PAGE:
ENTRIES TAGGED "fun"

Four short links: 15 June 2011

Four short links: 15 June 2011

Hacker Fun, GameBoy in Javascript, Global Mobile Data Prices, and Shackled Science

  1. HackerTyper — finally, a way to type like they do in the movies. (via Mark Jason Dominus)
  2. GameBoy Emulator in Javascript — I continue to be astonished at what can now be emulated/written in Javascript. GameBoys are classics for retro game programming and there are plenty of toolkits for creating games for desktop systems. I wonder how long until the coding kits move to the browser too…. (via Andy Baio)
  3. Pay As You Go SIM Data Wiki — wiki attempting to list all the prices you can expect to pay around the world for data SIMs. Travellers, take note. (via Nelson Minar)
  4. Science Shackled by IPR (Guardian) — it is estimated that some 20% of individual human genes have been patented already or have been filed for patenting. As a result, research on certain genes is largely restricted to the companies that hold the patents, and tests involving them are marketed at prohibitive prices. We believe that this poses a very real danger to the development of science for the public good. (via Gabriella Coleman)
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Four short links: 14 June 2011

Four short links: 14 June 2011

ASCII Diagrams, Bayesian Textbook, Telehacks Interview, and Table Resizing in CSS

  1. ASCII Flow — create ASCII diagrams. Awesome. (via Hacker News)
  2. Principles of Uncertainty — probability and statistics textbook, for maths students to build up to understanding Bayesian reasoning.
  3. Playable Archaeology: An Interview with the Telehacks Anonymous Creator (Andy Baio) — The inspiration was my son. I had shown him the old movies Hackers, Wargames, and Colossus: The Forbin Project and he really liked them. After seeing Hackers and Wargames, he really wanted to start hacking stuff on his own. I’d taught him some programming, but I didn’t want him doing any actual hacking, so I decided to make a simulation so he could telnet to hosts, hack them, and get the feel of it, but safely. (Andy was the interviewer, not the creator)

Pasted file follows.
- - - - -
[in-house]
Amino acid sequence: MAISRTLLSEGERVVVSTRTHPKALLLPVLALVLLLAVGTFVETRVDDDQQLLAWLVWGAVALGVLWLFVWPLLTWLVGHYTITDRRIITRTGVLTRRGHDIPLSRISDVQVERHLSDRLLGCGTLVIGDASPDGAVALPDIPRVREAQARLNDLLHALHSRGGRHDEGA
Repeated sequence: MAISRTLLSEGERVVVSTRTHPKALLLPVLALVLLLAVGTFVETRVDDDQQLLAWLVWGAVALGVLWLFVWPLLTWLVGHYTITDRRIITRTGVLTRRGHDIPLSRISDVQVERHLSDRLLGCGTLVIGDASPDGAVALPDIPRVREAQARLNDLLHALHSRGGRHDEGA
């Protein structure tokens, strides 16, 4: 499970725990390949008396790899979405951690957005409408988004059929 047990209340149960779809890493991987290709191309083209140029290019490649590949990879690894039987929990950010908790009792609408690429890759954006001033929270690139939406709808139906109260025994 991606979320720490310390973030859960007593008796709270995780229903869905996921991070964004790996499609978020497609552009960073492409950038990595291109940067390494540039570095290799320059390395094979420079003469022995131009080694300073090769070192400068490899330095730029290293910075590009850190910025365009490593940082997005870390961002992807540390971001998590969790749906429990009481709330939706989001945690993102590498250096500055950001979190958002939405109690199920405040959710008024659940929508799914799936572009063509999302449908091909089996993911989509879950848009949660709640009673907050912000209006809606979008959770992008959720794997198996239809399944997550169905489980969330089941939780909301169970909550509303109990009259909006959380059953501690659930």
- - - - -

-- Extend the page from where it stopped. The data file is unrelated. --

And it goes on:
4. Responsive Data Tables — CSS ways to reformat data tables if the screen width is inadequate for the default table layout. (via Keith Bolland)
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Four short links: 23 March 2011

Four short links: 23 March 2011

Health Prediction, Fake Ads, Bogus Patents, and Realtime Graphing

  1. The Heritage Health Competition — Netflix-like contest to analyze insurance-claims data to develop a model that predicts the number of days a patient will spend in hospital in the coming year. $3M prize. (via Aza Raskin)
  2. Historically Hardcore — fantastic fake Smithsonian ads that manage to make the institution sexy. Naturally they’ve been asked to take them down.
  3. Another Plato Innovation Ignored — turns out the above-the-fold doodle has a long and glorious history, culminating in a fantastic demonstration of our broken patent system.
  4. GraphiteEnterprise scalable realtime graphing. Apache 2.0-licensed, written in Python. (via John Nunemaker)
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Four short links: 18 February 2011

Four short links: 18 February 2011

Data Sets, Data-driven Policy, Task Queues, and 8-Bit Browser

  1. DSPL: DataSet Publishing Language (Google Code) — a representation language for the data and metadata of datasets. Datasets described in this format can be processed by Google and visualized in the Google Public Data Explorer. XML metadata on CSV, geo-enabled, with linkable data. (via Michal Migurski on Delicious)
  2. Why is Evidence So Hard for Politicians — Ben Goldacre nails how politicians go about “evidence-based policy making”: So the Minister has cherry picked only the good findings, from only one report, while ignoring the peer-reviewed literature. Most crucially, he cherry-picks findings he likes whilst explicitly claiming that he is fairly citing the totality of the evidence from a thorough analysis. I can produce good evidence that I have a magical two-headed coin, if I simply disregard all the throws where it comes out tails.
  3. Celery: Distributed Task Queueasynchronous task queue/job queue based on distributed message passing. It is focused on real-time operation, but supports scheduling as well. MIT-style licensed, written in Python, RabbitMQ is the recommended message broker. (via Joshua Schachter on Delicious)